Fujitsu, which has made a name for itself and its Arrows-branded Android smartphones and tablets in Asia, is looking to expand its offerings globally. The outfit has revealed that it intends to bring its smartphones globally, and Europe may be the next destination for Arrows to head to. That said, we’re beginning to hear about Fujitsu’s Mobile World Congress plans, and the latest Arrows addition appears to be impressive on paper in the specs department.
The Japanese smartphone-maker will be introducing its first Tegra 3-powered quad-core Android smartphone at MWC. The device will be running Android 4.0 Ice Cream Sandwich and like previous Arrows offerings, come with a dust- and water-resistant slim pastil shell. The device will have a 4.6-inch display, will come with a 13.1-megapixel camera, and will have a fingerprint reader.
When I previewed the current-generation Arrows smartphones at CES last month in Las Vegas, I found the phones to feel a little plasticky as far as build quality goes, though well made. The feeling is very much akin to early Android smartphones from Samsung. That said, Fujitsu has always been leading in the hardware department, and we’re going to have to see how the 13.1-megapixel camera stacks up against the current crop of 8-megapixel camera offerings on high-end handsets from HTC, LG, Motorola, and Samsung today.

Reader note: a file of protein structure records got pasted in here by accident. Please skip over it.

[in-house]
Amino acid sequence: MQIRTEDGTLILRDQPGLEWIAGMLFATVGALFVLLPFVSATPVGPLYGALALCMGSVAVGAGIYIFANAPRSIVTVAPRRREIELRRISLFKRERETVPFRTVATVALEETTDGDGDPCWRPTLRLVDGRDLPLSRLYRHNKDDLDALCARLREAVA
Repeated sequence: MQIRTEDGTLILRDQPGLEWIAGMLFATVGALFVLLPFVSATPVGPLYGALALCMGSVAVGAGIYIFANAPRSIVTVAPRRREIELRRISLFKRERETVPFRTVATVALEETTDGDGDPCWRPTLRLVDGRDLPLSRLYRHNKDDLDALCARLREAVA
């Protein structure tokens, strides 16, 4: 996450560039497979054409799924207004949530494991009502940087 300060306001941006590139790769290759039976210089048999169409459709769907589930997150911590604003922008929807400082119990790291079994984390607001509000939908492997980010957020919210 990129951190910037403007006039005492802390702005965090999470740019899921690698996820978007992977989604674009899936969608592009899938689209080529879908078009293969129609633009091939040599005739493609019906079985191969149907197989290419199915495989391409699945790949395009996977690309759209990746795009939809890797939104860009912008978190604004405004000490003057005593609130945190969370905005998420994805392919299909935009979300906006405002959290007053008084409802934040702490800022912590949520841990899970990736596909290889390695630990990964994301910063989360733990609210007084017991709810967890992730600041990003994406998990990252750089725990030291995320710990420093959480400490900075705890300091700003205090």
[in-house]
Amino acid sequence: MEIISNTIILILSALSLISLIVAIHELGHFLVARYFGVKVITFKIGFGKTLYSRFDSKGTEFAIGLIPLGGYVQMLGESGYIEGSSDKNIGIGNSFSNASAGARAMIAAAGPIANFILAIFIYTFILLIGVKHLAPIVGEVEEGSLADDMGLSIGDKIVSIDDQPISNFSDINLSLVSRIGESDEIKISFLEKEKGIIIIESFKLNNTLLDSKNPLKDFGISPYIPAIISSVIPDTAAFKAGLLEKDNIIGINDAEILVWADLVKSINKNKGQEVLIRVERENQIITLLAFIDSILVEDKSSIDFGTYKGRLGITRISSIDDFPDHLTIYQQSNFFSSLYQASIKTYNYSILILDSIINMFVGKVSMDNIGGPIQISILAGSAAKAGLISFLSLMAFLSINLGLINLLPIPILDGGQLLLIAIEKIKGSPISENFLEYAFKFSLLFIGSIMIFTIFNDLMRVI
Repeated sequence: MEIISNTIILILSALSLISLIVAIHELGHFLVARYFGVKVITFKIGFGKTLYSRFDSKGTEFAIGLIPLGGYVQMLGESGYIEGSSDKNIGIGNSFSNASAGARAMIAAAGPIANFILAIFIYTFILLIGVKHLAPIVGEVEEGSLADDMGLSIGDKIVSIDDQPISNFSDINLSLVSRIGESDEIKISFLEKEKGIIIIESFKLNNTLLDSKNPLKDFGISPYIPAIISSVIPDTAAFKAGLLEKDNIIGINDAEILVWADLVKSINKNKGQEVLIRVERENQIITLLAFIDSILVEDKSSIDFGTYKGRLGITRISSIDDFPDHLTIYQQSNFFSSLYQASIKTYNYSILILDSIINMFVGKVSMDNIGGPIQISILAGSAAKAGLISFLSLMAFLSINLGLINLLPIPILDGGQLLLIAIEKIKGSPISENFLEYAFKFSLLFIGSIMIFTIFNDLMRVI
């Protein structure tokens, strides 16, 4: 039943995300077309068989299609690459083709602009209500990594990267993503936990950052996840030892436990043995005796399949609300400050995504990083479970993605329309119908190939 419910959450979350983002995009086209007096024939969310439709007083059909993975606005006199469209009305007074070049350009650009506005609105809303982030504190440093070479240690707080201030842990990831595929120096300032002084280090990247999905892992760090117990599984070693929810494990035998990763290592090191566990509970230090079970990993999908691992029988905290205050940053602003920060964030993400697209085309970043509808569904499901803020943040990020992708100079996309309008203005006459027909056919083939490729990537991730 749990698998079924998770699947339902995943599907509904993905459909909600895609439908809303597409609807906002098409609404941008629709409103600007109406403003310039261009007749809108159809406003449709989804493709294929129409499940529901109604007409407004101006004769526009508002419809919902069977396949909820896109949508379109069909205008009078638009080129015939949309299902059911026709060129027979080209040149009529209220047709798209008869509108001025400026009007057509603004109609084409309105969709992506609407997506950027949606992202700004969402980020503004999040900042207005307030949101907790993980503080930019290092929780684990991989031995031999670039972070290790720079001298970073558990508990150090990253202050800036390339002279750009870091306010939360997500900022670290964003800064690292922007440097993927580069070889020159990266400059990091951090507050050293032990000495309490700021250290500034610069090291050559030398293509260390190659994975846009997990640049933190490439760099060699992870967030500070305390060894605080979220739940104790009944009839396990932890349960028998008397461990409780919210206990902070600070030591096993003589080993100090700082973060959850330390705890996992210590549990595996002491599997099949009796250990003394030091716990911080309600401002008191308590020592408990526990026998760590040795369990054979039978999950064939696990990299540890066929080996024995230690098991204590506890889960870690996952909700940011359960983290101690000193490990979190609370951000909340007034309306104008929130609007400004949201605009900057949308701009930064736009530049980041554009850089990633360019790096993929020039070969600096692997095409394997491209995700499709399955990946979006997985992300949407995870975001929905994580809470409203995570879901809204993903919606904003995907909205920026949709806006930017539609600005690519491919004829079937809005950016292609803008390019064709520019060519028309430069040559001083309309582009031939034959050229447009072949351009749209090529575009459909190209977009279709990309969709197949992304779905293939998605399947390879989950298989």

The device may appeal to IT departments with the inclusion of a biometric fingerprint sensor. The only other mainstream device with a fingerprint sensor to date in the U.S. is the original Motorola Atrix 4G, available on AT&T. The device made it quick and easy to unlock the phone without having to enter in a PIN code, alpha-numeric password, or enter any patterns on the display. The feature will be a nice backup or alternative to Android 4.0’s new face unlock feature, which utilizes facial recognition to unlock the phone.
In a conversation I had with Fujitsu’s executives at CES, the company eagerly anticipates to also bring its products to the U.S. market within the coming few years.
Via: Unwired View
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